By Niku Sedarat
Returning to school is a mix of excitement and anxiety for many students, especially after a long summer break. Transitioning back into the school routine can be challenging, but it's essential to acknowledge your feelings and remember that you're not alone in experiencing them. Whether you're switching schools or moving up a grade, there are a variety of mental health strategies to make these transition feel smoother.
The first step in addressing anxiety about the back-to-school transitions is recognizing it. Feeling nervous about the uncertainties of the upcoming year is entirely normal. Instead of suppressing these feelings, allow yourself to embrace them. Lean on your support system, be it friends, family, or a counselor; discuss your emotions openly or simply use their company as a way to combat loneliness. Know that many people have experience feeling the same emotions that you are in the face of the back-to-school transition, so by leaning on your support system, you can rest assured that you are not alone and even learn new ways to cope with your feelings.
In the midst of all the uncertainties, establishing a sense of stability in your daily life can also be incredibly beneficial. This might involve maintaining a consistent sleep schedule or sticking to a regular exercise routine. This small and reliable amount of stability can provide reassurance that despite being in this transitionary phase, you still have some form of certainty to count on.
Learning effective coping techniques can significantly reduce anxiety symptoms. Practices like deep breathing exercises, meditation, and mindfulness can work wonders in reducing stress. However, relaxation isn't confined to these activities alone. Engaging in regular self-care, such as socializing with friends, reading, or enjoying your favorite TV shows, can also help alleviate stress. Consistency in self-care is key to unwinding and preventing anxiety from building up.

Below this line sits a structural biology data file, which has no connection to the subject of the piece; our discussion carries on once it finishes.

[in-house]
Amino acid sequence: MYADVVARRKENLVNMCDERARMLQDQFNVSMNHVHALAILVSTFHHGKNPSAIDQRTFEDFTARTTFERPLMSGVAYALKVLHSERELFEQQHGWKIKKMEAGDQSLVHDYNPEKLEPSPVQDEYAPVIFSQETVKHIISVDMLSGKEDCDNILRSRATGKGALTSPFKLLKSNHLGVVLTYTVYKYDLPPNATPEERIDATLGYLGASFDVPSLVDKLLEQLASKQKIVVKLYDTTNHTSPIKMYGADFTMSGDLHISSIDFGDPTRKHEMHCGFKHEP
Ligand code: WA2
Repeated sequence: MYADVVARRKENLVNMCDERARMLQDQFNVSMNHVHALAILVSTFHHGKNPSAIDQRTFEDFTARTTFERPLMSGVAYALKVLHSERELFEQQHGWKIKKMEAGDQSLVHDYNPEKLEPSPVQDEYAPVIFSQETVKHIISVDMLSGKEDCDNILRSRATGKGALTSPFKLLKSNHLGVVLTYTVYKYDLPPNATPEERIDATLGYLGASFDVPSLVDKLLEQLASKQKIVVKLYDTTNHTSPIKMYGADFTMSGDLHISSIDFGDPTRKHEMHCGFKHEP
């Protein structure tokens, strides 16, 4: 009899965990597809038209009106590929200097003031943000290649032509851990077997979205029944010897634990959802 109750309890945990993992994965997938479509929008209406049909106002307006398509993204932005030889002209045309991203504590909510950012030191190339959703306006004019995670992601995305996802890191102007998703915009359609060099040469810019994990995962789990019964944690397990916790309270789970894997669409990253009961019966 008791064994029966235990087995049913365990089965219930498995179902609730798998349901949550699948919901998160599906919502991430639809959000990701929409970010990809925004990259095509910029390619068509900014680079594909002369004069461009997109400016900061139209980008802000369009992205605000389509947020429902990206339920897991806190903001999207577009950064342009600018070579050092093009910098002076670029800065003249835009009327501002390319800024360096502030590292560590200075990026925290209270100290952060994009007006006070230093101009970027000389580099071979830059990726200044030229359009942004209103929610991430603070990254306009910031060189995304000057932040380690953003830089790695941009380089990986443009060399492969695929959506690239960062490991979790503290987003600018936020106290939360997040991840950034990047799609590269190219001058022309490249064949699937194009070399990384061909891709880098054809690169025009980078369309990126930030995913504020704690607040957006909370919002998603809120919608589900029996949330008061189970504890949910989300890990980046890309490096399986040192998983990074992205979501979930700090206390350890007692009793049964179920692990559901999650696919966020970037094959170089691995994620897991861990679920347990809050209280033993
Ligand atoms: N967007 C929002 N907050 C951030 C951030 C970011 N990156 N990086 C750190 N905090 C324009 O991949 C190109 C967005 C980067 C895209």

One common source of anxiety during the school transition is the fear of upcoming projects and tasks. These responsibilities may seem overwhelming at first, but breaking them down into smaller, manageable steps can make them feel less daunting. Creating schedules that help you ensure that you remain on track and move step by step can allow you to complete schoolwork with further ease and prevent becoming overwhelmed.
Always remember that there is support available. Reach out to trusted adults, teachers, school counselors, mental health professionals, or crisis hotlines whenever you need help. If your anxiety becomes overwhelming, consider connecting with a mental health professional or getting in touch with a local helpline via call or text for more personalized support.
If you require additional resources, please visit Unité's website for a comprehensive list of culturally and socially sensitive resources. Keep in mind that you're not alone in this journey, and there are ways to make these transitions smoother. You've got this!